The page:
DO Ideas 2

Amazon EBS like storage

I would be great if EBS like storage option is available. All our data can be stored in a separate drive instead of having everything in the OS partition. How many votes for this ?

  • Arul Kumar
  • Sep 11 2018
  • Will not implement
  • Attach files
  • Anonymous commented
    September 11, 2018 19:01

    Erm, fuse? If you don't care about the performance hit of NAS then you can use ... Though Difital Ocean desperately needs solutions with more disk space.

  • NP commented
    September 11, 2018 19:01

    You guys will never get the type of client base like Rackspace, Softlayer, Amazon, etc... without a solution that provides storage addition to the VM guests. Fails to meet my needs, and I am just someone who deals with only about 10 companies. Rethink this.

  • Moisey Uretsky commented
    September 11, 2018 19:01

    Unfortunately we will not be implementing an EBS solution because storing virtual server's primary drives on a central storage system creates large performance issues.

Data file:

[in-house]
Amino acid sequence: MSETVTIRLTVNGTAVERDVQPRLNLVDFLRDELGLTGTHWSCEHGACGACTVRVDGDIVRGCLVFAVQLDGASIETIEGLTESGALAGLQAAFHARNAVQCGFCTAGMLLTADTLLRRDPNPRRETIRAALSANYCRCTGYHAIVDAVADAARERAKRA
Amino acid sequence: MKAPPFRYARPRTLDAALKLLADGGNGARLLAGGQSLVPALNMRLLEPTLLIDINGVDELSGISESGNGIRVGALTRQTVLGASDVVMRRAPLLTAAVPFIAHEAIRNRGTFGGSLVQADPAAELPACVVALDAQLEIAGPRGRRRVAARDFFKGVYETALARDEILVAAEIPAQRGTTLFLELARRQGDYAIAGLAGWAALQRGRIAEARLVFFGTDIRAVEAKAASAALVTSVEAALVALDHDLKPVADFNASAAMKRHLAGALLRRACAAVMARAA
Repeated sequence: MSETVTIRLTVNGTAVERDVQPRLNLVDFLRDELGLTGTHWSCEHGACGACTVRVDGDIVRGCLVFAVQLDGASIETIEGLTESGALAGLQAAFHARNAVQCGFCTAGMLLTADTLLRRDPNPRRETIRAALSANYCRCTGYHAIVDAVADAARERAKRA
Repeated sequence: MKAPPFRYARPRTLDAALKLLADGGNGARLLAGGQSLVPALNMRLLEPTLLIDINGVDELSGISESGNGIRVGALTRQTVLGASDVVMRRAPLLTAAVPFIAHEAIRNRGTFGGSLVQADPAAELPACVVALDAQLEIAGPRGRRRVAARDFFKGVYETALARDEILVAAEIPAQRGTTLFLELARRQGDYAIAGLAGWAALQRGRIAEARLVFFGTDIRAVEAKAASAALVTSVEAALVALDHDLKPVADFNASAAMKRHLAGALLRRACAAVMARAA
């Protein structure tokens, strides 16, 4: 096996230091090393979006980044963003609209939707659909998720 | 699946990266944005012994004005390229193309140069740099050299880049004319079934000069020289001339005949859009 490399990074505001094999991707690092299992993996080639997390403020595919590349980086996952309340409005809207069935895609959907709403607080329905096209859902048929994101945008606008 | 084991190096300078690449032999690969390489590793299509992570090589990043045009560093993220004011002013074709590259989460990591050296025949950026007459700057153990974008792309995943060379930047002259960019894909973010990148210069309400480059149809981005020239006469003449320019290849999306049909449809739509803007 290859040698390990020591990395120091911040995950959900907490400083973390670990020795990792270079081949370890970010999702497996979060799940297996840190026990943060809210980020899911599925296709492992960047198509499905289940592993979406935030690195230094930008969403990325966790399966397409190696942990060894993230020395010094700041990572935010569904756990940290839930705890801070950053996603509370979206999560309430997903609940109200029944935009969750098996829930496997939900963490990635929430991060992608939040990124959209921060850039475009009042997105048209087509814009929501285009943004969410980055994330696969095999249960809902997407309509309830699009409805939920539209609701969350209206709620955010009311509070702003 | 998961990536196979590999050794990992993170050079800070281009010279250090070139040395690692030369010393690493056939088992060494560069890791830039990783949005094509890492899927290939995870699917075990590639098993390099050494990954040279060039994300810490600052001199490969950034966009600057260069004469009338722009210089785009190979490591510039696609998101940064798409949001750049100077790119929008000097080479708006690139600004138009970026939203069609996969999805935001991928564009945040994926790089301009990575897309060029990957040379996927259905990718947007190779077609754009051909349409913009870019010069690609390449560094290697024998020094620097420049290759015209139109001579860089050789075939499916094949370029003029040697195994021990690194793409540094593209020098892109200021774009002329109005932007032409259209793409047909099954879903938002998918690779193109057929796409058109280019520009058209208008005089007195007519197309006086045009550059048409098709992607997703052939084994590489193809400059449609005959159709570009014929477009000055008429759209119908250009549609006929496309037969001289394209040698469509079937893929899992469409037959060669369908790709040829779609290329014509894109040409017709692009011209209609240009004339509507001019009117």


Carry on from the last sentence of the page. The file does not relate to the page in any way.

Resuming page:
While it does provide benefits like easy failover the issue is that a failed virtual server should occur about 1% of the time, which means 99% of the time that you are on EBS you aren't getting any benefit from it and instead are suffering from worse performance as a result.

    We decided to use local storage to avoid this large performance bottleneck for an issue which can be easily resolved with todays modern programming frameworks and open source projects, such as using nginx as a load balancer with multiple web servers.

    Additionally by using a large centralized storage system a single point of failure is created that can at once affect thousands of customers. In most cases when these failures occur they are also fairly complex and its not as simple as "reboot" it to get things back up and running.

    If you review the multiple failures that AWS has recently suffered the majority of them are tied to EBS, compare that to a simple distributed "dumb" system like S3 which suffers almost no failures ever.

    Certainly the workloads are different, but it shows that piecing together simpler building blocks which are independent while more time consuming at the beginning yields a better overall continuity of service.